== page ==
Immunomodulation: The future of allergy and asthma treatment

R. Matthew Bloebaum, J. Andrew Grant, Sanjiv Sur

Research output: Contribution to journalReview articlepeer-review

20 Scopus citations


Purpose of review: As the prevalence of asthma and allergic disease increases around the world, it is clear that more effective therapies and disease-modifying agents are needed. Treatment for allergic disease is evolving with an increase in understanding of the etiology. Recent findings: The first immunomodulatory treatment was recently approved for use in the United States when the Food and Drug Administration approved the use of a humanized monoclonal anti-IgE antibody in patients with allergic asthma. Another strategy that has proved effective in a murine model is the downregulation of the whole immune system by targeting adhesion molecules, which has been evaluated in a recent human trial. Other strategies for the treatment of allergic diseases concentrate on refocusing the immune system away from an allergic-type response. These include the use of targeted therapies towards specific cytokines, cytokine receptors or chemokine receptors, and the use of specific bacterial DNA sequences (unmethylated cytosine-guanine dinucleotides). Finally, attention is being focused on possible therapies that may tilt the immune response to a non-allergic response by interfering with signaling molecule pathways. Summary: Immunomodulation will play a key role in future therapies for allergic disease. These treatment modalities may not only treat allergic disease, but also be beneficial in reducing the morbidity and mortality for which it is responsible.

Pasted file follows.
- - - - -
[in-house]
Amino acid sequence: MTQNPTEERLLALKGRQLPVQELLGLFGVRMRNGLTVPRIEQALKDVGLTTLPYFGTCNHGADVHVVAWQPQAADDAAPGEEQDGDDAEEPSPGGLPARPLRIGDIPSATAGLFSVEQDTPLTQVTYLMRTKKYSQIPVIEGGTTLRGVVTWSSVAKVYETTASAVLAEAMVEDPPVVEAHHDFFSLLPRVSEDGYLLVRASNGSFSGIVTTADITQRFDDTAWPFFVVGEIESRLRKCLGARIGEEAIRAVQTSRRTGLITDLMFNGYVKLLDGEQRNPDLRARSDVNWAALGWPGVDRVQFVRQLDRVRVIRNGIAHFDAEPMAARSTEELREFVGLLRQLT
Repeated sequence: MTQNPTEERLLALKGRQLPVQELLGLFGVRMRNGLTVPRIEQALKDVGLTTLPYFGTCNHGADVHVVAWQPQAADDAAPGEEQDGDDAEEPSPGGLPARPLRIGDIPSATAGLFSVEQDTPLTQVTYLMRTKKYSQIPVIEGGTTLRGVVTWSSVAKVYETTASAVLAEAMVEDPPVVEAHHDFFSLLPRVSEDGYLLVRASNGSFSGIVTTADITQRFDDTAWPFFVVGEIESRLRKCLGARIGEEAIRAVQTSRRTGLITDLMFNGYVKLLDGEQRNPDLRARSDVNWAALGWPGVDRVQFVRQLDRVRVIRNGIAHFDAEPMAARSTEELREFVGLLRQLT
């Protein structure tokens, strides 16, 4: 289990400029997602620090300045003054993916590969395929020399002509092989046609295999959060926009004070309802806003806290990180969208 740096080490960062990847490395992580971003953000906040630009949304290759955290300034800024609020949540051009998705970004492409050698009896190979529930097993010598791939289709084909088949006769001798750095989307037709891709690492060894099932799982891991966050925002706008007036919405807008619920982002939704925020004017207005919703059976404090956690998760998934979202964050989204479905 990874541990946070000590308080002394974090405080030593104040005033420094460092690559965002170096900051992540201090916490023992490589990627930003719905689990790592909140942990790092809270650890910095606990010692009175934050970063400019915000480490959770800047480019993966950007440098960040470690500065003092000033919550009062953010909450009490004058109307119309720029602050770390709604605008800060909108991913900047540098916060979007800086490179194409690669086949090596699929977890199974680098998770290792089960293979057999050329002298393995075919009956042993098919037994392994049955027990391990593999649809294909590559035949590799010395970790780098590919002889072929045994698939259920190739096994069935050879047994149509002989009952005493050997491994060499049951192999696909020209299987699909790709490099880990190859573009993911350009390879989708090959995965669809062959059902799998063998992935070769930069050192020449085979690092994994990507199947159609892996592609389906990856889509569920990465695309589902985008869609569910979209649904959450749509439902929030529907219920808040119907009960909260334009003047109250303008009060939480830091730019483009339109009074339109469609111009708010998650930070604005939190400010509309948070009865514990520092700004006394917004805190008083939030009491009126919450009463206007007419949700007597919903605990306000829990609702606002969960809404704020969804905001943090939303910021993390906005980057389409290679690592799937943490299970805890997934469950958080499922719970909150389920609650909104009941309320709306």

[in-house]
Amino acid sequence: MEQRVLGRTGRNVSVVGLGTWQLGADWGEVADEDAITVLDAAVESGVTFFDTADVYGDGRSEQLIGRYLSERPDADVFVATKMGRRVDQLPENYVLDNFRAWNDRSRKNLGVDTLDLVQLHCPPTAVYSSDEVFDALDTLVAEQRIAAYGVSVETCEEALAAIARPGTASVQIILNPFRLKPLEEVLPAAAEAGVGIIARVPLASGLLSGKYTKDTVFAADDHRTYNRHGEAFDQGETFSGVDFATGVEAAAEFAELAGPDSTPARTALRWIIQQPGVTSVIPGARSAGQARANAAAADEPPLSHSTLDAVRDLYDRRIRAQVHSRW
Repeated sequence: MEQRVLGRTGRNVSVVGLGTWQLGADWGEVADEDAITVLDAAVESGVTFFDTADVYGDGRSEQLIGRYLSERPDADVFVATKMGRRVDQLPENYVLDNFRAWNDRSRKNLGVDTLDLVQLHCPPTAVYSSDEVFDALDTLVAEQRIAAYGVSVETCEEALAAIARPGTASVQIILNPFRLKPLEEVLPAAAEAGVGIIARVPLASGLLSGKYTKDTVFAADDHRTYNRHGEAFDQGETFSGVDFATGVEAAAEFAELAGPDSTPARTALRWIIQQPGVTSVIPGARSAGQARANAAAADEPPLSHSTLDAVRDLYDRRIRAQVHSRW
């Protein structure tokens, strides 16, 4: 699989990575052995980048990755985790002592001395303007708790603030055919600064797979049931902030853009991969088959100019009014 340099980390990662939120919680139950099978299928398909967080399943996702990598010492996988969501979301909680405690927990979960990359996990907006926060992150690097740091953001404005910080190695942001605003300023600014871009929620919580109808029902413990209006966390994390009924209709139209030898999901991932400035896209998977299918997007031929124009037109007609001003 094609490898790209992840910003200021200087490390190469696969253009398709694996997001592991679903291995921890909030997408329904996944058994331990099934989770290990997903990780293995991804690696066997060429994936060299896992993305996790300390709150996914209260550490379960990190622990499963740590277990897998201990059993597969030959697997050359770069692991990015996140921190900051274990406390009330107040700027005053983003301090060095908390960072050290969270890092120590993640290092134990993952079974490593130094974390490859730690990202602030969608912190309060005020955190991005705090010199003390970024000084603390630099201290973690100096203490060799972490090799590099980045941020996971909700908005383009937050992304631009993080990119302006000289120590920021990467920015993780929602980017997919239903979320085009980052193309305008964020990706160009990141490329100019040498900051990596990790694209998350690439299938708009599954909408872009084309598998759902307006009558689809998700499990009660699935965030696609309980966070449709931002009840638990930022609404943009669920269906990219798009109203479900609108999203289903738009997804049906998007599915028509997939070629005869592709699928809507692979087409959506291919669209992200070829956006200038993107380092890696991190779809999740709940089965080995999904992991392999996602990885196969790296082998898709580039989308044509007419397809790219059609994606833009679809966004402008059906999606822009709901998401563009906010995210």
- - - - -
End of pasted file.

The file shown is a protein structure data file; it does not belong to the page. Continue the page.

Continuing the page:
Original languageEnglish (US)
Pages (from-to)63-67
Number of pages5
JournalCurrent opinion in allergy and clinical immunology
Issue number1
StatePublished - Feb 2004
Externally publishedYes


  • Allergic disease
  • Asthma
  • Immunomodulation
  • T helper type 2 cytokines

ASJC Scopus subject areas

  • General Medicine


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